- A vast array of regulatory programs directed at individual industries, including railroads, highway transport, airlines, electric power, and natural gas.
- Regulation of banking and finance, particularly through the Securities and Exchange Commission and the Federal Deposit Insurance Corporation and through direct loan and loan guarantee programs, particularly involving housing.
Influenced to an extent by the macroeconomic ideas of John Maynard Keynes, the government became committed to "demand management" to promote full employment, stable prices, and economic growth. Abolition of the gold standard enabled the money supply to be controlled by the government through the Federal Reserve System. Commitment to the balanced budget was replaced by a willingness to use deficit finance to combat depression. As a result, no serious economic depression occurred in the remaining years of the twentieth century.
One of the most significant legacies of the Great Depression was the dramatically altered relationship between the people and the federal government. The role of the federal government would continue to grow in later years, but it is clear that the decisive shift occurred during the Depression.
See Also: CIVILIAN CONSERVATION CORPS (CCC); CIVIL WORKS ADMINISTRATION (CWA); GOVERNMENTS, STATE, IMPACT OF THE GREAT DEPRESSION ON; NATIONAL INDUSTRIAL RECOVERY ACT (NIRA); NEW DEAL; SOCIAL SECURITY ACT.
Ball, Robert M. Social Security, Today and Tomorrow. 1978.
Benedict, Murray R. Farm Policies in the United States, 1790–1950: A Study of their Origins and Development. 1953.
Bernstein, Irving. The Turbulent Years: A History of the American Worker, 1933–1941. 1970.
Bernstein, Irving. A Caring Society: The New Deal, the Worker, and the Great Depression. 1985.
Bodie, Zvi, and Alicia Munnell, eds. Pensions and the Economy: Sources, Uses, and Limitations of Data. 1992.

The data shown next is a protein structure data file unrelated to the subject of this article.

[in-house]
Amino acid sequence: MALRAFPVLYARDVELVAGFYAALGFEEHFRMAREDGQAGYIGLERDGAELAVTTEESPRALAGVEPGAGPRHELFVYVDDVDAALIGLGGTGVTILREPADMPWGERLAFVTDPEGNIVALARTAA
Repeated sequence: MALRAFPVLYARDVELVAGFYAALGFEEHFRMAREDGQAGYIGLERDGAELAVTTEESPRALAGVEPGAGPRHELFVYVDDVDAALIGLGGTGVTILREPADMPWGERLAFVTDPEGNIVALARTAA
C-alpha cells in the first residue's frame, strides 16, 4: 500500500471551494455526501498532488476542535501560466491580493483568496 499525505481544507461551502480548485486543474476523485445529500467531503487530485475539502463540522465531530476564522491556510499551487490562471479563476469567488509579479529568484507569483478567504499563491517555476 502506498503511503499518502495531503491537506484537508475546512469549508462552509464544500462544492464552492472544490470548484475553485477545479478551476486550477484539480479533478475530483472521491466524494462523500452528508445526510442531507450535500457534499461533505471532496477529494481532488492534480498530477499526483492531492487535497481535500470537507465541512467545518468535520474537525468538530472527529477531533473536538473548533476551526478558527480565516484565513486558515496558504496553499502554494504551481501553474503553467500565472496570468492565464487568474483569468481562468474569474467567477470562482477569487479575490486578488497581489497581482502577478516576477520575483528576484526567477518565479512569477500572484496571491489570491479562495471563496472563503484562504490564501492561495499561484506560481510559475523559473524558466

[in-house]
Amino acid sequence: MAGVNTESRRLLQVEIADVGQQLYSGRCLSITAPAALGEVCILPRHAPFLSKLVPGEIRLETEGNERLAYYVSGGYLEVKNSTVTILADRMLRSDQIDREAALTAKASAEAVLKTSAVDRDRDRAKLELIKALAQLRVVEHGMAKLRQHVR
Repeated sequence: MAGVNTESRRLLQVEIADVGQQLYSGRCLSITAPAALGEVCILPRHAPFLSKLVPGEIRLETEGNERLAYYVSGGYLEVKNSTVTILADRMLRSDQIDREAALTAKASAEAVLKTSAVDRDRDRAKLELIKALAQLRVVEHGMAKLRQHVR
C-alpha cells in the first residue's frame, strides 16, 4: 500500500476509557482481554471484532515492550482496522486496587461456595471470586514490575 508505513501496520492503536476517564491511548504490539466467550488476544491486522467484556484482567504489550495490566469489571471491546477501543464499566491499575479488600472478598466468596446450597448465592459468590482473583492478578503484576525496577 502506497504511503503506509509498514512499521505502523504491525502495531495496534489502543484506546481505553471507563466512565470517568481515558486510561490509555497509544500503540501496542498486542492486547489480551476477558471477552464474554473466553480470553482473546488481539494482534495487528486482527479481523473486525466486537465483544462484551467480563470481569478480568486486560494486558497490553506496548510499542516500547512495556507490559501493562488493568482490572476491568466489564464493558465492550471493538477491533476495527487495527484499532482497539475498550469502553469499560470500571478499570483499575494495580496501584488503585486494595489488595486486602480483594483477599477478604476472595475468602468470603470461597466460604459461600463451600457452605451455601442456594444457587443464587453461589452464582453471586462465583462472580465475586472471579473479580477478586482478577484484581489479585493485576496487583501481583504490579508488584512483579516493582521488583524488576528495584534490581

Chandler, Lester V. America's Greatest Depression, 1929–1941. 1970.
Daugherty, Carroll R. Labor Problems in American Industry, rev. edition. 1941.
Gagliardo, Domenico. American Social Insurance, rev. edition. 1955.
Hawley, Ellis W. The New Deal and the Problem of Monopoly: A Study in Economic Ambivalence. 1966.
Howard, Donald S. The WPA and Federal Relief Policy. 1943.
Lyon, Leverett S. The National Recovery Administration: An Analysis and Appraisal. 1935.
Mitchell, Broadus. Depression Decade: From New Era Through New Deal, 1929–1941. 1947.
Myers, Robert J. Social Security, 4th edition. 1993.
Ohl, John Kennedy. Hugh S. Johnson and the New Deal. 1985.
Peterson, John M. Minimum Wages: Measures and Industry Effects. 1981.
Rapp, David. How the U.S. Got into Agriculture, and Why It Can't Get Out. 1988.
Rau, Allan. Agricultural Policy and Trade Liberalization in the United States, 1934–1956: A Study of Conflicting Policies. 1957.
Rejda, George E. Social Insurance and Economic Security, 6th edition. 1999.
Salmond, John A. The Civilian Conservation Corps, 1933–1942: A New Deal Case Study. 1967.
Temin, Peter. Lessons from the Great Depression. 1991.
"Symposium: The Great Depression." Journal of Economic Perspectives 7, no. 2 (Spring 1993): 19–102.
Wilcox, Clair, et al., eds. America's Recovery Program. 1934.
Paul B. Trescott